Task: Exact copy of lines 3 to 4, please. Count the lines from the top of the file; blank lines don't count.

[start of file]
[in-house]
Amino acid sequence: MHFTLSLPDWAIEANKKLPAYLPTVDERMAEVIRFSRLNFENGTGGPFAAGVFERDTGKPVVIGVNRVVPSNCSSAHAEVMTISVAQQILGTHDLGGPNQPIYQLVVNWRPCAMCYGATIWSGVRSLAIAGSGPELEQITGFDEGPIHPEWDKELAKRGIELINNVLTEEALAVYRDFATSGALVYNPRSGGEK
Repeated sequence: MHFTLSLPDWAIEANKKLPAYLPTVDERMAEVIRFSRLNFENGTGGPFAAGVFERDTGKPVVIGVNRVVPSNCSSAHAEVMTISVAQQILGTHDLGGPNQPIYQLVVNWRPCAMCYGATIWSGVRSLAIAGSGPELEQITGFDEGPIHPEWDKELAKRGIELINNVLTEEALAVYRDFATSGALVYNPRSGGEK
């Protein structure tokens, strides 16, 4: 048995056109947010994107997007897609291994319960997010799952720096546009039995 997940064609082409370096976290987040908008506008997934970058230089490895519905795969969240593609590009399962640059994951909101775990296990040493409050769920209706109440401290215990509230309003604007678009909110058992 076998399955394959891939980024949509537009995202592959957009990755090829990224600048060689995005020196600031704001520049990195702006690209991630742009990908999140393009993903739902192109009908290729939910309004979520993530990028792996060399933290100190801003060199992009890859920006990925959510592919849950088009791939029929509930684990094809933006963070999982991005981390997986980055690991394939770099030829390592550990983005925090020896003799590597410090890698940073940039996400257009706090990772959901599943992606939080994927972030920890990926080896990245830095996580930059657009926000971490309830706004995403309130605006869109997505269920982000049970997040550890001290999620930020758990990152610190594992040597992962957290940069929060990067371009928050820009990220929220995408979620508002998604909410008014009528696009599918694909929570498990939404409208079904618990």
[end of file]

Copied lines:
Repeated sequence: MHFTLSLPDWAIEANKKLPAYLPTVDERMAEVIRFSRLNFENGTGGPFAAGVFERDTGKPVVIGVNRVVPSNCSSAHAEVMTISVAQQILGTHDLGGPNQPIYQLVVNWRPCAMCYGATIWSGVRSLAIAGSGPELEQITGFDEGPIHPEWDKELAKRGIELINNVLTEEALAVYRDFATSGALVYNPRSGGEK
């Protein structure tokens, strides 16, 4: 048995056109947010994107997007897609291994319960997010799952720096546009039995 997940064609082409370096976290987040908008506008997934970058230089490895519905795969969240593609590009399962640059994951909101775990296990040493409050769920209706109440401290215990509230309003604007678009909110058992 076998399955394959891939980024949509537009995202592959957009990755090829990224600048060689995005020196600031704001520049990195702006690209991630742009990908999140393009993903739902192109009908290729939910309004979520993530990028792996060399933290100190801003060199992009890859920006990925959510592919849950088009791939029929509930684990094809933006963070999982991005981390997986980055690991394939770099030829390592550990983005925090020896003799590597410090890698940073940039996400257009706090990772959901599943992606939080994927972030920890990926080896990245830095996580930059657009926000971490309830706004995403309130605006869109997505269920982000049970997040550890001290999620930020758990990152610190594992040597992962957290940069929060990067371009928050820009990220929220995408979620508002998604909410008014009528696009599918694909929570498990939404409208079904618990």